Shares of GameStop Corp. (NYSE:GME) have doubled since hitting a 52-week low near $15 last summer. However, GameStop stock dropped precipitously last week, from more than $39 on Monday to $32.35 by early Friday afternoon.
Which of these is the “real” GameStop Corp. (NYSE:GME)? Is this a long-undervalued stock finally getting its due, or a falling knife? I think the latter is more likely to be the case. The GameStop business model is being disrupted from multiple angles, such as: (1) the growth of mobile gaming, (2) new innovations that will enable “cloud”-based gaming, and (3) changes in the video game distribution landscape.
As a result, while management is confident that the company will return to earnings growth next year, I think the company could be entering a permanent decline. The launch of new game consoles from Sony Corporation (ADR) (NYSE:SNE) and Microsoft Corporation (NASDAQ:MSFT) could provide a brief boost, but no more. As a result, GameStop Corp. (NYSE:GME) stock — which still trades for more than 10 times earnings — could decline much further.
Mobile gaming arrives
Mobile games are obviously not as good as console video games or PC games. However, for many casual gamers, mobile games will be “good enough.” The widespread penetration of smartphones and tablets means that most people now have a mobile gaming device. Moreover, NVIDIA Corporation (NASDAQ:NVDA) is betting that the shift to mobile gaming will go beyond casual gamers. The company recently launched “Project Shield”: an Android-powered mobile gaming device that includes a console-quality controller.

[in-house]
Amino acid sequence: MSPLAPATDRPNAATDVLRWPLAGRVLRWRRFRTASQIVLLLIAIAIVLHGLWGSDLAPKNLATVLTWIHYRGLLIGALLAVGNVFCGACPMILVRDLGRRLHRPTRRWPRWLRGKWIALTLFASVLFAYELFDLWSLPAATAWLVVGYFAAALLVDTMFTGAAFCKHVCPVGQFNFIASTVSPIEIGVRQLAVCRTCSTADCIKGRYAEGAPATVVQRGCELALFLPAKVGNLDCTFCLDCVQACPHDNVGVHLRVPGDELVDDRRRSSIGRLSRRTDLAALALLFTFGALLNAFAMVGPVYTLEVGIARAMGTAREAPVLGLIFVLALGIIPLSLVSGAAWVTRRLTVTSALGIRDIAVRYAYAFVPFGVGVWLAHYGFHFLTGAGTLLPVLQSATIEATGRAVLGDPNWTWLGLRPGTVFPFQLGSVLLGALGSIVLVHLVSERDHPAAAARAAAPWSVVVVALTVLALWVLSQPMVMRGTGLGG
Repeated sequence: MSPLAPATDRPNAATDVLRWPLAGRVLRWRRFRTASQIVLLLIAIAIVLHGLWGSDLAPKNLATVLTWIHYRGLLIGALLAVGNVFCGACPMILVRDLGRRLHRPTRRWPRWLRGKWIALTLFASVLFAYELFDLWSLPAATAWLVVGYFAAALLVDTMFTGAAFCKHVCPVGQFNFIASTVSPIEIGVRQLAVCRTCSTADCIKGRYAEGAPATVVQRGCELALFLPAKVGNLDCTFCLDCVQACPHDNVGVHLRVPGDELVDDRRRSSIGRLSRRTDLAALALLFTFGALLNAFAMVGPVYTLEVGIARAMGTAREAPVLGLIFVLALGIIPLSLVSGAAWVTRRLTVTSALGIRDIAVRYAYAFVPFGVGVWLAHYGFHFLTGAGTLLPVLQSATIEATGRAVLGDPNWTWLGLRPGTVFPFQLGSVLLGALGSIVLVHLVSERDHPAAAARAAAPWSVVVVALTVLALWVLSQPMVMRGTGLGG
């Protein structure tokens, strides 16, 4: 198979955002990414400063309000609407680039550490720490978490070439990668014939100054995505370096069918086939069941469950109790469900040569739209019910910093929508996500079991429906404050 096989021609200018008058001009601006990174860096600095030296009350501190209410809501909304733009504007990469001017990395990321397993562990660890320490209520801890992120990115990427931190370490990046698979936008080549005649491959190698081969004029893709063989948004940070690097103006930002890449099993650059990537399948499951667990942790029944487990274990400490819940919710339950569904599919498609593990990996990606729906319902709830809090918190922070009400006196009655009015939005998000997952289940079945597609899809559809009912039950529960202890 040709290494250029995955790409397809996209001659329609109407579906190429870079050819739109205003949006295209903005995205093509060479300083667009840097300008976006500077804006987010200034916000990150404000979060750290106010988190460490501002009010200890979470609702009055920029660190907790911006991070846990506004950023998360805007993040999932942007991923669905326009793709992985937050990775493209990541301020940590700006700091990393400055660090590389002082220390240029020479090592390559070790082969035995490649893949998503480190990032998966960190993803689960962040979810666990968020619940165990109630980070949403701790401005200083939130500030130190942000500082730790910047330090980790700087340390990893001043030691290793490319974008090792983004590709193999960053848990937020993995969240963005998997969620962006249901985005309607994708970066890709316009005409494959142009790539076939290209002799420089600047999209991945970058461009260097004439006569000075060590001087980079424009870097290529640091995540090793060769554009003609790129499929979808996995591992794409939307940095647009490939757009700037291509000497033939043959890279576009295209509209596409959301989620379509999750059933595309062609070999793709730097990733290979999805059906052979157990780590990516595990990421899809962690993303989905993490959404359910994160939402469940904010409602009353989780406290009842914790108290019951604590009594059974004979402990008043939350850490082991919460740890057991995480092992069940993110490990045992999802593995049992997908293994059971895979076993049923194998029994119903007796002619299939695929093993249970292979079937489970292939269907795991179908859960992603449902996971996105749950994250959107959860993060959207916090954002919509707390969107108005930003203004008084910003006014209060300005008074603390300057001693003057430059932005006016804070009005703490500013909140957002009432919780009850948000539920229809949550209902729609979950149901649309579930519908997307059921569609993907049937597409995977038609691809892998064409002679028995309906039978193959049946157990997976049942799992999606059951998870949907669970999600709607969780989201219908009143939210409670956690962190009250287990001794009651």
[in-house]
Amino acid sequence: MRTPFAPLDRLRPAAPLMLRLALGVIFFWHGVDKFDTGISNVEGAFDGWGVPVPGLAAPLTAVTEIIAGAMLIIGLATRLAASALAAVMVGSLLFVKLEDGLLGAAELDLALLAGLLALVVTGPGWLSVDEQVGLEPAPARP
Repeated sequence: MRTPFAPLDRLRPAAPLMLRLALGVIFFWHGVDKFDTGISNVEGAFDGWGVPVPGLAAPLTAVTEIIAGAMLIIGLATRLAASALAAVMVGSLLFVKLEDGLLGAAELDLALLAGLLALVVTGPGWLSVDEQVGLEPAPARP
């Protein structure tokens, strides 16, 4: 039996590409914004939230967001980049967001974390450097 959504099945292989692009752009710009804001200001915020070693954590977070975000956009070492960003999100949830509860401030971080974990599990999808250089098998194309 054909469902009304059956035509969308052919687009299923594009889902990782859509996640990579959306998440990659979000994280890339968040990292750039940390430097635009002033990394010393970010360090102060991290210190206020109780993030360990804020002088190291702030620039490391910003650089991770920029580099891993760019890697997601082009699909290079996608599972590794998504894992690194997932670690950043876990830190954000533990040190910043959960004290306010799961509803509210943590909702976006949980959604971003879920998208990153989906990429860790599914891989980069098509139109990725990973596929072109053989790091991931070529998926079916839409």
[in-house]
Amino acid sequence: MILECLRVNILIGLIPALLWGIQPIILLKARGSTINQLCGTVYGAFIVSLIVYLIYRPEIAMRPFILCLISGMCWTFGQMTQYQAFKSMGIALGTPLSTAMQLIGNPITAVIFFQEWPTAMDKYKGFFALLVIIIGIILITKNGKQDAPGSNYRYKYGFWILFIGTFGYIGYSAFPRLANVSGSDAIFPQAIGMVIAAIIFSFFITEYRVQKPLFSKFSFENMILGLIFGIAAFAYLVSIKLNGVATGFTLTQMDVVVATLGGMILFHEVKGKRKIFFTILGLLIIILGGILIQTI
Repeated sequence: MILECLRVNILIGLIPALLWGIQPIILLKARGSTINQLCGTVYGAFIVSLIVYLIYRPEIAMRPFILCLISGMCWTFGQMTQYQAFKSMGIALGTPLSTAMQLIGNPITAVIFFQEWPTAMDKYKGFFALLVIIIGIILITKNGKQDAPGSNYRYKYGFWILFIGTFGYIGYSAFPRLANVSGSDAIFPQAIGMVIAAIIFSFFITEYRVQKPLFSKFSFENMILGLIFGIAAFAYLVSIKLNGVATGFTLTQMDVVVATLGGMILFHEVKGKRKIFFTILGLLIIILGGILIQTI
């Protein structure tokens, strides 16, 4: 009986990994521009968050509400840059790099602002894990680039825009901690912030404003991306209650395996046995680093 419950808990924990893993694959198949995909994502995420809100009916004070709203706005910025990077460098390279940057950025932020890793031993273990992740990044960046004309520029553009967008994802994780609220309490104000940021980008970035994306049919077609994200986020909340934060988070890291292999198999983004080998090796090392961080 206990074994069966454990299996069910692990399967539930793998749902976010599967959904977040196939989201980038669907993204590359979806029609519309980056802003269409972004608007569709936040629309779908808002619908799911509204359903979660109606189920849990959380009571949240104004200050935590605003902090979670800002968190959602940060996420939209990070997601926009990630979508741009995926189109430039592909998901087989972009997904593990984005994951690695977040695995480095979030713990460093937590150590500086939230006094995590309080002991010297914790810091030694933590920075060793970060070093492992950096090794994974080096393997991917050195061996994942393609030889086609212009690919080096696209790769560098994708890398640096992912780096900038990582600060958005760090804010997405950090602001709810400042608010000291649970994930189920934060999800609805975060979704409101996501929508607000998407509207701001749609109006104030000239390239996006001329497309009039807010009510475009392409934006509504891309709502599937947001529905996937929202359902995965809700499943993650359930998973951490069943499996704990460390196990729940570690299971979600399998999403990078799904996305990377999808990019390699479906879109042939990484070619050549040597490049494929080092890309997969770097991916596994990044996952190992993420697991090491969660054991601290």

While GameStop may make some money from hardware sales of the $349 Shield, software sales will all go through the Google Inc (NASDAQ:GOOG) Play online store. This is critical, because GameStop Corp. (NYSE:GME)’s gross margin on hardware last year was just 7.6%. The company really sells new gaming hardware in order to drive more profitable software sales. If the software revenue stream starts to dry up, GameStop stock is likely to hit further turbulence.
Moving to the cloud
Another risk for GameStop Corp. (NYSE:GME) stock is the potential for wholesale disruption of the game console market. NVIDIA Corporation (NASDAQ:NVDA) is a threat here, as well. The company is building GPUs for server environments, which could allow the streaming of video games. The graphics will be rendered by cloud-based GPUs and the video output sent to the user’s TV, tablet, or other screen, while controller input will be sent back to the server. NVIDIA Corporation (NASDAQ:NVDA) has stated that this new platform (called GRID) will have latency similar to a traditional console.
By centralizing the hardware, it will allow game creators to create software-as-a-service offerings. This new business model would eliminate the up-front hardware and software costs associated with today’s game consoles, which would be popular with many gamers. As a result, cloud-based gaming could significantly disrupt the console market over the next few years. GameStop Corp. (NYSE:GME) would be a clear loser from this development.